At Kleinhans Music Hall on Monday night, Luther Vandross once again proved that R&B doesn’t have to involve gutbucket hollering and gospel-like testifying in order to be meaningful. Instead, the nearly two-hour set depended largely on the subtlety of Vandross’ vocal phrasing as he and his knife-sharp band delivered classic hits such as “Never Too Much,” “Wait For Love” and “So Amazing,” as well as songs from the singer’s eponymously titled new album.
The tunes from his latest set blended perfectly with the rest of his oeuvre. Vandross, dressed in what resembled shiny black formal wear, opened the show with the aggressive thumper “Say It Now,” and he later performed his current single, the ballad “Can Heaven Wait.” Both songs dealt with regret and the risks involved in waiting to express important feelings to loved ones.
On his older numbers, Vandross alternately celebrated romance, braved loneliness, tried to heal from heartbreak and remained open to the promise of new love. The vulnerability of the sentiments and his insightful phrasing afford him a unique place in the history of R&B male vocalists.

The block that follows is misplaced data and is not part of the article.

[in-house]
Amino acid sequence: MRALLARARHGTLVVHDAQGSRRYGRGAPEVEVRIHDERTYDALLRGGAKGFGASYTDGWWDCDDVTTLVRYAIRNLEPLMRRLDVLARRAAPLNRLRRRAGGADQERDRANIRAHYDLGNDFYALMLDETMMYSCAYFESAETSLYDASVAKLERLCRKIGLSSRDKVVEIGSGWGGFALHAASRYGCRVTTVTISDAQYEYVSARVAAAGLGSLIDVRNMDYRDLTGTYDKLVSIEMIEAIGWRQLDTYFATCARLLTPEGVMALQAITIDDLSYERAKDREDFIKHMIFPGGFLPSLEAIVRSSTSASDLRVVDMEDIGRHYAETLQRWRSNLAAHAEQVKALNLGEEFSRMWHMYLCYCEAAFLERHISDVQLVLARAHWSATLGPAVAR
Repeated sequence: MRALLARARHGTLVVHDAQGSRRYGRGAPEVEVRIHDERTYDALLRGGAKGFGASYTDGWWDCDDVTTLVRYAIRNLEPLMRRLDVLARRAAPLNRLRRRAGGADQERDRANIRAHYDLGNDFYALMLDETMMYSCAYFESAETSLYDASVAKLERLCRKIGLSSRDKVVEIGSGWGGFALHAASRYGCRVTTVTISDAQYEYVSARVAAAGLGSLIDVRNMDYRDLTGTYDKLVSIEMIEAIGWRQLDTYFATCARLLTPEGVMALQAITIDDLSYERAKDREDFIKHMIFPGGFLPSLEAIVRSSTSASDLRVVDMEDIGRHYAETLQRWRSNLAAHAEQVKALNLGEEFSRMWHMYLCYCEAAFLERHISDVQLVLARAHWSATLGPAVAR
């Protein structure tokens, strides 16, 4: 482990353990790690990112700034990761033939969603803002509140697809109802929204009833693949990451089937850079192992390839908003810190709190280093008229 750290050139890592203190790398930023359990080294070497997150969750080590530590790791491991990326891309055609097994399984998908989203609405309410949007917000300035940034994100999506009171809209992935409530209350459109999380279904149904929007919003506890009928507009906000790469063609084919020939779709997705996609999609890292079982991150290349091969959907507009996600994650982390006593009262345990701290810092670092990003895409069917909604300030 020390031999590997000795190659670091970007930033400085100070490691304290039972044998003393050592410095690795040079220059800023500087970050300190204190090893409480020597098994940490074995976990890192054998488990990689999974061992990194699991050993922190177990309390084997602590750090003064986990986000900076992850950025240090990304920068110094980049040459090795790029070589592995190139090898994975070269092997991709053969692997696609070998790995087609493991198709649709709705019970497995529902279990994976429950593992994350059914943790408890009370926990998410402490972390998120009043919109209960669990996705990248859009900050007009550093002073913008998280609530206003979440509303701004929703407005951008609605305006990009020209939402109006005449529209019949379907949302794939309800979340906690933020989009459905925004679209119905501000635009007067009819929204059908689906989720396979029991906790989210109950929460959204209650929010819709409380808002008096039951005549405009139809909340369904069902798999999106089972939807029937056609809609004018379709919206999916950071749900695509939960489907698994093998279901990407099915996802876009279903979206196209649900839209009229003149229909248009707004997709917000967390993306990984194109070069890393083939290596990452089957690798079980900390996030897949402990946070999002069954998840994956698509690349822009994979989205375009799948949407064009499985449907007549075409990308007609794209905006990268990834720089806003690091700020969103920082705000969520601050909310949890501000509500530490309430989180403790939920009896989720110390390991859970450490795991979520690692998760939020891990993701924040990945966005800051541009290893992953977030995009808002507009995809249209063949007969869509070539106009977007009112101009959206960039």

In fact, because of the tender emotionalism that he brings to his performances, Vandross has much more in common with female singers such as Dionne Warwick and Diana Ross than with, say, Al Green or Teddy Pendergrass. And it’s no surprise that of the many songs that received enthusiastic applause from the capacity crowd at Kleinhans, most, such as “A House Is Not A Home,” “Superstar” and “If Only For One Night,” were originally recorded by women.
Vandross brought an uncompromised intelligence to his singing throughout the night. He conveyed meaning not by over-emoting, but rather by seeming to think through each lyric in order to render the precise shade of emotion.
His assured, thoughtful croons were enhanced by his skilled coterie of backing vocalists. Dressed in shiny, black and white sequined outfits and performing intricate choreographed moves, these singers came across as if they were part of a classic R&B vocal group from the ’60s, executing harmonies that were as vibrant and multi-hued as the red, purple and blue lights that illuminated the stage.
Because of the contributions of these vocalists as well as Vandross’ singing prowess, the show attested that, when it comes to upholding the esteemed tradition of black music showmanship, Vandross is without peer or protege. And that’s fitting, since it couldn’t get much better than this.